Niagara Gorge: Natural beauty, great fishing, step by step
The Niagara Gorge is something special.
This is the stretch of the Niagara River that was formed when Niagara Falls slowly started to erode away the land around it. Starting at the escarpment in Lewiston, the powerful water chipped away a few inches every year for thousands of years until it reached its present location. It left behind a gorge with 200-foot-high rock walls – picturesque, unique and inspiring. To fully appreciate it, you need to hike down into the belly of the beast, so to speak.
I accepted an invitation from all-species angling guru Mike Rzucidlo of Niagara Falls to join him for a few hours doing some exploring for early fall salmon. I quickly found out that you also need to be in decent shape and have pretty good balance as you negotiate the trails and rocks. As we walked down the stone stairs near Whirlpool State Park, I found that going down the trail was even a workout.
Even though the temperature hovered around 60 degrees, a sweatshirt was too much as I started to sweat profusely. Off it came. There were roughly 350 steps, but there could have been more as I experienced short blackouts … or so it seemed. What would it be like going back up? I developed a plan in my head where I would pass out and let Mike call in the rescue troops to airlift me out. It was then that Mike said off-handedly: “I never get a signal on my cell phone down here.” So much for a rescue.
We made it to the bottom, but we still had to negotiate the bottom trail as we climbed around and over large rocks. I had a new pair of Browning Glenwood Trail hiking shoes on and I’m glad I did because of the bottom sole grip and the comfort. They were also very lightweight, giving me some consolation. However, I still had a backpack that included a heavy camera, a semi-heavy Frabil rain suit, a tackle box, my hooded sweatshirt and a bottle of water. I started to devise plans to find hiding places for some of the gear to lighten my load. It didn’t work out, but I did drink the water right away.
We finally arrived to our first destination, immediately opposite the famous Whirlpool. We were adjacent to the rapids known as The Himalayans (because of the sheer size of the waves) – a magnificent fishing backdrop with a small fishing pool immediately in front of us.
“I can’t believe how high the water is,” said Rzucidlo. “I think I’m going to get wet.”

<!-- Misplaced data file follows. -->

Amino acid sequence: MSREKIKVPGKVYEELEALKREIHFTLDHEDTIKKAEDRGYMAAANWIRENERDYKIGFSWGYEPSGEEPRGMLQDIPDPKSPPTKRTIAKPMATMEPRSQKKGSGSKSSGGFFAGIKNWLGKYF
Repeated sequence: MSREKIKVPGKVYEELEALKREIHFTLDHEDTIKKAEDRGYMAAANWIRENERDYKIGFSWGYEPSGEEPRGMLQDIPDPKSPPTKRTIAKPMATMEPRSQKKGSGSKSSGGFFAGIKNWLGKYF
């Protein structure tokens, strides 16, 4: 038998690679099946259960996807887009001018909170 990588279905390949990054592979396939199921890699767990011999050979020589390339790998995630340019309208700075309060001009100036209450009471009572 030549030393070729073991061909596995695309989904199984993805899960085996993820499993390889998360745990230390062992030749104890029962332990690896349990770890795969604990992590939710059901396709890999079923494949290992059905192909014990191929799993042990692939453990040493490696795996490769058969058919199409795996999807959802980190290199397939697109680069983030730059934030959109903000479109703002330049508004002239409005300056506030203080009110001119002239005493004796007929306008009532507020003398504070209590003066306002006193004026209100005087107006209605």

He hopped out on a rock and started casting a spinner.
I found a spot that took me about five minutes to get to, although it was only about 10 yards away. Some of the rocks were a little slippery. As soon as I got into place, I heard Mike say, “Got one!”
I had to work my way back to my camera (another five minutes) and get close enough for a good picture. It turned out to be a 4-pound smallmouth bass. After a few pictures, he released it to fight another day. I put the camera back, climbed back to my spot … and then lost my lure to a rock. Since my tackle box was in my backpack, it was back over the rocks to replace my spinner. And each time I negotiated the rocks, I thought one thing: What is it going to be like getting out of here?
Just as I was getting the hang of casting my lure through a network of tree branches and rocks, Mike said “let’s go try another spot.” Five more minutes back out to the backpack and five minutes to put everything back together. I needed a nap. I’m in my 60s now and I’m not as spry as I used to be.
We arrived at the second location, but the high water affected how we could fish. We both took some photos but couldn’t get anything to hit. It really was a beautiful location and I wondered if I could live down here rather than make the trip back up to the top of the gorge.
Location number three was just as beautiful, but again, impacted by the high water raging by. Mike wanted his picture taken on a particular rock. As we worked our way into position, I thought that this guy was part mountain goat.
“It’s not as bad as it looks,” he said.
“It’s worse,” I thought silently. “Piece of cake,” I said out loud.
As I stood on a large boulder overlooking the river, I encountered a hiker. “Where are you from?” I asked.
“Arizona. I live near the Colorado River.” These powerful rivers are inspiring. Alluring. Captivating.
I looked over and Mike was in place, casting into a small pool from atop a large boulder the size of a truck. It was tough to fish, but he had to give it a try. Within 10 minutes he was back, ready to move on to the next location.
The next spot was too tough to fish because of the water and the final spot was also impacted. Still, he had to give it a try, and he waded out to his favorite rock through chest-high water.
“The water is not too bad,” he said.
I had been on the river in a boat the day before. It was 68 degrees, warmer than the air temperature but not exactly bath water. He made about 10-minutes-worth of casts before he said it was time to head up to the cars.
We took it slow, one step at a time. It only took us about 20 minutes or so to make it to the top. Maybe it was longer. My knees hurt, my back hurt and I struggled to catch my breath. I wondered if I had any aspirin in the truck. I kept telling myself that this was a good cardio workout. I was sweating profusely again, without any of the heavy clothes on. My legs felt like rubber. Finally, we made it to the top and to our vehicles. My shoes were wet, my shirt was drenched in sweat and I was exhausted.
“Great trip Mike. Thanks for taking me along. Let’s do it again sometime.”
There were 353 steps.